Section 67
Chapter 66,524

The clinical and molecular diversity of homozygous familial hypercholesterolemia in children: Results from the GeneTics of clinical homozygous hypercholesterolemia (GoTCHA) study

Luirink, I.K.; Braamskamp, M.J.A.M.; Wiegman, A.; Hartgers, M.L.; Sjouke, B.; Defesche, J.C.; Hovingh, G.K.

Journal of Clinical Lipidology 13(2): 272-278


ISSN/ISBN: 1933-2874
PMID: 30795984
DOI: 10.1016/j.jacl.2018.12.003
Accession: 066523486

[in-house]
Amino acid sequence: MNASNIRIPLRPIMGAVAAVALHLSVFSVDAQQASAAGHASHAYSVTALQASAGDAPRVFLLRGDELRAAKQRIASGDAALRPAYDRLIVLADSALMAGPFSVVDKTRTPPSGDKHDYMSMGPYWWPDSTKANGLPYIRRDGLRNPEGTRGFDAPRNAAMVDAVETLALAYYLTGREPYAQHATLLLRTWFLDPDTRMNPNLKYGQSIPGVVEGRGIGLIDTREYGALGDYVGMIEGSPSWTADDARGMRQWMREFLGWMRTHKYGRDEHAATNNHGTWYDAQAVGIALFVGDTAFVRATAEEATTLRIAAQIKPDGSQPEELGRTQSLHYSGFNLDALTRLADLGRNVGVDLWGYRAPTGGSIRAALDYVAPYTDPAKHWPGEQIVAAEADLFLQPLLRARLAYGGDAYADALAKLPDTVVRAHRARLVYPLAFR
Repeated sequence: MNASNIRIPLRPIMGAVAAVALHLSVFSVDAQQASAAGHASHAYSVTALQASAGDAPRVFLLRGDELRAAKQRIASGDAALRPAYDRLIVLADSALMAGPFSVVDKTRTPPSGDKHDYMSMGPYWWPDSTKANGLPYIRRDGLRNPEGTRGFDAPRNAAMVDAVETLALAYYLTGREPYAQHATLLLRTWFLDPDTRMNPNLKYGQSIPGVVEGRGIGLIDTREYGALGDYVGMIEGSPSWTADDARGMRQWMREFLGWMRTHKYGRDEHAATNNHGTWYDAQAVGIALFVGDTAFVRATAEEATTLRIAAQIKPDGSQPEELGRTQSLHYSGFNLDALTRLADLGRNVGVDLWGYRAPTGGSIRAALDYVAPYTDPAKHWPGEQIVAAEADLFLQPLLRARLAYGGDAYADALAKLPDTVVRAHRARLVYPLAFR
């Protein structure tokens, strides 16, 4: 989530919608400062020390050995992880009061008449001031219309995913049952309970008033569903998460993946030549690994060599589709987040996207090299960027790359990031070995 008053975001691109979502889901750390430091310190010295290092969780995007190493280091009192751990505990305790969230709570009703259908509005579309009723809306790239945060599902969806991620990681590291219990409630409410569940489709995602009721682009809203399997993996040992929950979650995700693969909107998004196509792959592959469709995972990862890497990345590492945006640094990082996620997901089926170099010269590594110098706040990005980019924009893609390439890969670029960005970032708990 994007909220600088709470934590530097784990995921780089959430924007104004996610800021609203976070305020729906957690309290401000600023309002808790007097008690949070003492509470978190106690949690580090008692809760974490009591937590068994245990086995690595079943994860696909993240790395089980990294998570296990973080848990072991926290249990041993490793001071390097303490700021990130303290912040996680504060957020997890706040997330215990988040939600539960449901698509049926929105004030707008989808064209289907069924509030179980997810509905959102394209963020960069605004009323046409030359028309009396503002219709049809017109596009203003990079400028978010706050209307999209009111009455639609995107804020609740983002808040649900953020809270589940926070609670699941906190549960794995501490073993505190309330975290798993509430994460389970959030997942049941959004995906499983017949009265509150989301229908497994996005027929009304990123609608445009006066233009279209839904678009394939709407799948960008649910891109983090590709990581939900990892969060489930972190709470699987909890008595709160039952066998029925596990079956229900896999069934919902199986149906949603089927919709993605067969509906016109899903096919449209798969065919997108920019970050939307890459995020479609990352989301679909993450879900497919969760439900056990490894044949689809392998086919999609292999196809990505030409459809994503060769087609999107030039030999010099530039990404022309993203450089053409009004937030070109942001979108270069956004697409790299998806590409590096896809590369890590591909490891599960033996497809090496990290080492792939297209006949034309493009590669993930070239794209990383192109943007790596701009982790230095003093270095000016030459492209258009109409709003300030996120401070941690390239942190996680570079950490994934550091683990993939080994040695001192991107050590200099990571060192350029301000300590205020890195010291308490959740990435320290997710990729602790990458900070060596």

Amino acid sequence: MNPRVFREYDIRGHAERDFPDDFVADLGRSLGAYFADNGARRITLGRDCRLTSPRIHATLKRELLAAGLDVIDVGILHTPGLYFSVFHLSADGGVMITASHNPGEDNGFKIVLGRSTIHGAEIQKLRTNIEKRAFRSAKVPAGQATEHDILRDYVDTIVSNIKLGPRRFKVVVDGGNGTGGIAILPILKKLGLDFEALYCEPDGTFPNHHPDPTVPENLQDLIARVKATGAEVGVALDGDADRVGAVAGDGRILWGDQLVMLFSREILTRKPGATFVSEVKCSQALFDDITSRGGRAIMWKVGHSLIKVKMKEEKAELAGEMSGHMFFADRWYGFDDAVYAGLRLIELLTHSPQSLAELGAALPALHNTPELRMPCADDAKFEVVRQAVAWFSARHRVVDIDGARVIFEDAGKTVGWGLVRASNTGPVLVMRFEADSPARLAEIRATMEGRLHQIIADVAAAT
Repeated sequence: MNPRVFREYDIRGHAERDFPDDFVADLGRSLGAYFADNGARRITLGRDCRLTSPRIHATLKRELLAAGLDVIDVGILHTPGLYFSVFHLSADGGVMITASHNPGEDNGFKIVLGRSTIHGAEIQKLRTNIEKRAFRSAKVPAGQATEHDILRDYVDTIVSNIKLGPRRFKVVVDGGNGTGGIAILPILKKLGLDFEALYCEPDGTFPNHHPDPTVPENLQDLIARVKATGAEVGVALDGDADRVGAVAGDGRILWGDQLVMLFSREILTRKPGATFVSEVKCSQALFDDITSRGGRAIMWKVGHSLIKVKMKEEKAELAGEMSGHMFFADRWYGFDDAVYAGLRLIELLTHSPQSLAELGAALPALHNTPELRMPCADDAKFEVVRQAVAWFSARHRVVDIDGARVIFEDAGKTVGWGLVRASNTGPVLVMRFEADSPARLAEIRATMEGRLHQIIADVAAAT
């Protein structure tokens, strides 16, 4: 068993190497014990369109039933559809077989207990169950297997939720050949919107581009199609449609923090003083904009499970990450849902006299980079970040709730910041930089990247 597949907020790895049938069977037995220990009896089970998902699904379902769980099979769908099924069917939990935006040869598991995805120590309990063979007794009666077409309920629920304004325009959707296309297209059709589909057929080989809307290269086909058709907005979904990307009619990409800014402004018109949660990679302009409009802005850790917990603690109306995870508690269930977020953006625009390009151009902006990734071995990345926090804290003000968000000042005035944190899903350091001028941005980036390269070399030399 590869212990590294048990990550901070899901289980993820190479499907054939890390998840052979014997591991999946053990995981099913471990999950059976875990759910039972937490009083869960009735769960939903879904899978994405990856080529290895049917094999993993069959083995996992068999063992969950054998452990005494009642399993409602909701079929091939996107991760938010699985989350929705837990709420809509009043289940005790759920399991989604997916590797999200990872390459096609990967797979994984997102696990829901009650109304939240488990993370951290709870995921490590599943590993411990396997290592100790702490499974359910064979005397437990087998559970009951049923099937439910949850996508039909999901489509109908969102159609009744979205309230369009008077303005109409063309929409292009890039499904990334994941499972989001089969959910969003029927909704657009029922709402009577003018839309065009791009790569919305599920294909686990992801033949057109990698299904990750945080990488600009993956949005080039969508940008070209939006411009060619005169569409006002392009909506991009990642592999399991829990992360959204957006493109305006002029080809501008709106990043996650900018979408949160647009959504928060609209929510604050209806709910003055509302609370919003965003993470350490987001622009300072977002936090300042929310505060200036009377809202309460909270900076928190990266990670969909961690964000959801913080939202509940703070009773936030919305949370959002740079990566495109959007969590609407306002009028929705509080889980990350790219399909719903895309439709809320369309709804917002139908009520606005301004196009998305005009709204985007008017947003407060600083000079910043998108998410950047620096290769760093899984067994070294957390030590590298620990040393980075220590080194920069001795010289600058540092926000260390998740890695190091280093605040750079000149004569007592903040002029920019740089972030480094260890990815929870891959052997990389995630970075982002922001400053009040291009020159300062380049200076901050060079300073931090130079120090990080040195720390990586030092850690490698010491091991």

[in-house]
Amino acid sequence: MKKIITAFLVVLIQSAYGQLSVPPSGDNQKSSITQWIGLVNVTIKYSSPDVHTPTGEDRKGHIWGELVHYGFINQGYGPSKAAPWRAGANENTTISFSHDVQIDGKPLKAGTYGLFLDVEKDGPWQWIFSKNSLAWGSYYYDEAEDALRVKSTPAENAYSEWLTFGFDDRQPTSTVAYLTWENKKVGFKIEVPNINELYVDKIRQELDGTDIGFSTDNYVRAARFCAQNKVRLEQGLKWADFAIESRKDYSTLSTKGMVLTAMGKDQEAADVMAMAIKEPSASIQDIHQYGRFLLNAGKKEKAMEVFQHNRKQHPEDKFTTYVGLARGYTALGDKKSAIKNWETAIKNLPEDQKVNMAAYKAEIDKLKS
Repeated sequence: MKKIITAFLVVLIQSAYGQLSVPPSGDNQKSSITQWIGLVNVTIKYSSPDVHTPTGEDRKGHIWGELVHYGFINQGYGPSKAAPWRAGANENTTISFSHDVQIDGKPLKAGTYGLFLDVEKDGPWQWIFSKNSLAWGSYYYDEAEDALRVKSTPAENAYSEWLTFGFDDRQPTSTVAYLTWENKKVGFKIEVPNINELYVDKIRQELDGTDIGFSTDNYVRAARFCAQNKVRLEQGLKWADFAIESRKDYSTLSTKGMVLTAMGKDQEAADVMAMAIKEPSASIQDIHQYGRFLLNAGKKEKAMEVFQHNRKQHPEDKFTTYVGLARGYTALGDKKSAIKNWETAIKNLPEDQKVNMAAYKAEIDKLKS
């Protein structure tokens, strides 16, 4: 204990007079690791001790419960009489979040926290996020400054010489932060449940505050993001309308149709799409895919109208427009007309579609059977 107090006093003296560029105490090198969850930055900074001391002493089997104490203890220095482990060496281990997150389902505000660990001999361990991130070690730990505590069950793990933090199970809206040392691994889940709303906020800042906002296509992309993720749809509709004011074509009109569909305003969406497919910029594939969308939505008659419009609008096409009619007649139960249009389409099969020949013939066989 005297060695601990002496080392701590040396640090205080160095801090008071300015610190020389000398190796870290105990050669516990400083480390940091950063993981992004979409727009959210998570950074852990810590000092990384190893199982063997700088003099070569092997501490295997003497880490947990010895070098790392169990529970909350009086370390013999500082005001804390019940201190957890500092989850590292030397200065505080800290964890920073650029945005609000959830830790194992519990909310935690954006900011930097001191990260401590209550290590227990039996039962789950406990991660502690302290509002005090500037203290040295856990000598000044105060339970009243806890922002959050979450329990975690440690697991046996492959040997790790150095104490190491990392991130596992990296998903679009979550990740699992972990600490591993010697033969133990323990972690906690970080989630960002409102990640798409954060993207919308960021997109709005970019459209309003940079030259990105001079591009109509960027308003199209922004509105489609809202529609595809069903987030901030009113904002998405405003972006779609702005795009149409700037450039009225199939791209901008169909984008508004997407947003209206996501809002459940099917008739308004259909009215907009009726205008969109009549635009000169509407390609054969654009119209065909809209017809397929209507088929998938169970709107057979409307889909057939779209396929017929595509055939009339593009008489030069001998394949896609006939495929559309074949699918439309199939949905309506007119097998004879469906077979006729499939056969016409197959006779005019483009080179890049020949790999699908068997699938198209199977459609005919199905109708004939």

Homozygous familial hypercholesterolemia (hoFH) is either diagnosed on the identification of pathogenic genetic variants in LDLR, APOB, or PCSK9 or by phenotypic parameters of which an extremely elevated LDL-C level >13 mmol/L (>500 mg/dL) is the most prominent hallmark. Little is known about the clinical spectrum in children with hoFH. We set out to investigate the phenotypical spectrum of genetically defined hoFH in our pediatric cohort and evaluated how many pediatric patients, now classified as heterozygous, carry a second mutation, which would reclassify these patients as hoFH. We analyzed the data of a total of 1903 children with molecularly proven FH. Subsequently we performed candidate gene sequencing in the cohort of heterozygous familial hypercholesterolemia children in whom the LDL-C level was above the lowest level measured in the pediatric patients with hoFH. Of our 13 hoFH children, 8 (62%) had LDL-C levels below the clinical hoFH criteria of 13 mmol/L (500 mg/dL). In the remaining 1890 patients with heterozygous familial hypercholesterolemia, 64 (3.4%) had LDL-C levels equal to or above the lowest LDL-C level in a patient with hoFH carrying 2 deleterious variants (8.36 mmol/L or 323.3 mg/dL). No additional pathogenic variants in LDLR and APOB were identified. In 2 related patients, a PCSK9 gain of function mutation was found. We show that LDL-C levels vary among pediatric patients with molecularly proven hoFH, and that most of these patients do not meet the clinical LDL-C criteria for hoFH. The levels overlap with LDL-C levels in true heterozygous patients. This warrants a critical reappraisal of the current LDL-C cutoffs for the phenotypic diagnosis of hoFH in children.

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